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Stellar Collisions and Ultracompact X-Ray Binary Formation

Lombardi, Jr., J. C., Proulx, Z. F., Dooley, Katherine, Theriault, E. M., Ivanova, N. and Rasio, F. A. 2006. Stellar Collisions and Ultracompact X-Ray Binary Formation. Astrophysical Journal 640 (1) , pp. 441-458. 10.1086/499938

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We report the results of new SPH calculations of parabolic collisions between a subgiant or slightly evolved red giant star and a neutron star (NS). Such collisions are likely to provide the dominant formation mechanism for ultracompact X-ray binaries (UCXBs) observed today in old globular clusters. In particular, we compute collisions of a 1.4 M☉ NS with realistically modeled parent stars of initial masses 0.8 and 0.9 M☉, each at three different evolutionary stages (corresponding to three different core masses mc and radii R). The distance of closest approach for the initial orbit varies from rp = 0.04R (nearly head-on) to 1.3R (grazing). These collisions lead to the formation of a tight binary, composed of the NS and the subgiant or red giant core, embedded in an extremely diffuse common envelope (CE) typically of mass ~0.1-0.3 M☉. Our calculations follow the binary for many hundreds of orbits, ensuring that the orbital parameters we determine at the end of the calculations are close to final. Some of the fluid initially in the giant's envelope, from 0.003 to 0.023 M☉ in the cases we considered, is left bound to the NS. The eccentricities of the resulting binaries range from about 0.2 for our most grazing collision to about 0.9 for the nearly head-on cases. In almost all the cases we consider, gravitational radiation alone will cause sufficiently fast orbital decay to form a UCXB within a Hubble time, and often on a much shorter timescale. Our hydrodynamics code implements the recent SPH equations of motion derived with a variational approach by Springel & Hernquist and by Monaghan. Numerical noise is reduced by enforcing an analytic constraint equation that relates the smoothing lengths and densities of SPH particles. We present tests of these new methods to help demonstrate their improved accuracy.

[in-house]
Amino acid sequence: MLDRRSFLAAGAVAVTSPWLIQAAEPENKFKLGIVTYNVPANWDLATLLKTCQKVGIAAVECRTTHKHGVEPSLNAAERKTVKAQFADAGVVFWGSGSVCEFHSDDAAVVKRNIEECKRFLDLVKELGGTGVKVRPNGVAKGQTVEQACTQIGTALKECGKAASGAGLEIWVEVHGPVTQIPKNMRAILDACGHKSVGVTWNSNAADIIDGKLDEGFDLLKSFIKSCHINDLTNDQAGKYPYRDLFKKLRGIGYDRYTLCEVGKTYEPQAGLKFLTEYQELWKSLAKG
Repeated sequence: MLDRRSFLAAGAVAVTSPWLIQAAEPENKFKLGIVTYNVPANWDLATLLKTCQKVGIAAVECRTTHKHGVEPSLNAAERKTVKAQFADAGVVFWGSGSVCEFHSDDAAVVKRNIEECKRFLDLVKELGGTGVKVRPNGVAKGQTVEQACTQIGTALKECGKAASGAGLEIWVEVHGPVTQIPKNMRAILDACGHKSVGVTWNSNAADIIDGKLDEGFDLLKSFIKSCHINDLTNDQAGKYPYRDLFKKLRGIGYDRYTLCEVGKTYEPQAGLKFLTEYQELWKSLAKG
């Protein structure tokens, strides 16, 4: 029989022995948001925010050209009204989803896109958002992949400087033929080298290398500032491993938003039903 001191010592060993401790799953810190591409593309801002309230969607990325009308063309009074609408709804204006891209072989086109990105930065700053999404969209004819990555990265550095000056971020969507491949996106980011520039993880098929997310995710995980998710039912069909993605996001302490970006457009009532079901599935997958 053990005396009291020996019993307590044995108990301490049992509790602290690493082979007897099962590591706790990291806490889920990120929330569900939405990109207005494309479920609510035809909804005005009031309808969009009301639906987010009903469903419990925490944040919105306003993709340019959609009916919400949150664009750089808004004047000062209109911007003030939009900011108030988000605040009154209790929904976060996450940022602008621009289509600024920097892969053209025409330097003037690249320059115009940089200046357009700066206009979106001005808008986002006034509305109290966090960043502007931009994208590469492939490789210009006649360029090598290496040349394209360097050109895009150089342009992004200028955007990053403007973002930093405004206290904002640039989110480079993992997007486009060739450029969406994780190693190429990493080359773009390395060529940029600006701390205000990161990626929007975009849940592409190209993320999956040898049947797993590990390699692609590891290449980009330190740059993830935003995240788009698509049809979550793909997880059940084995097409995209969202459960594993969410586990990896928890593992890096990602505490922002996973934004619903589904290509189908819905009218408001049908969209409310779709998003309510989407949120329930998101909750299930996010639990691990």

Item Type: Article
Date Type: Publication
Status: Published
Schools: Physics and Astronomy
Subjects: Q Science > QC Physics
Publisher: IOP Science
ISSN: 0004-637X
Date of Acceptance: 16 November 2005
Last Modified: 05 Feb 2018 11:49

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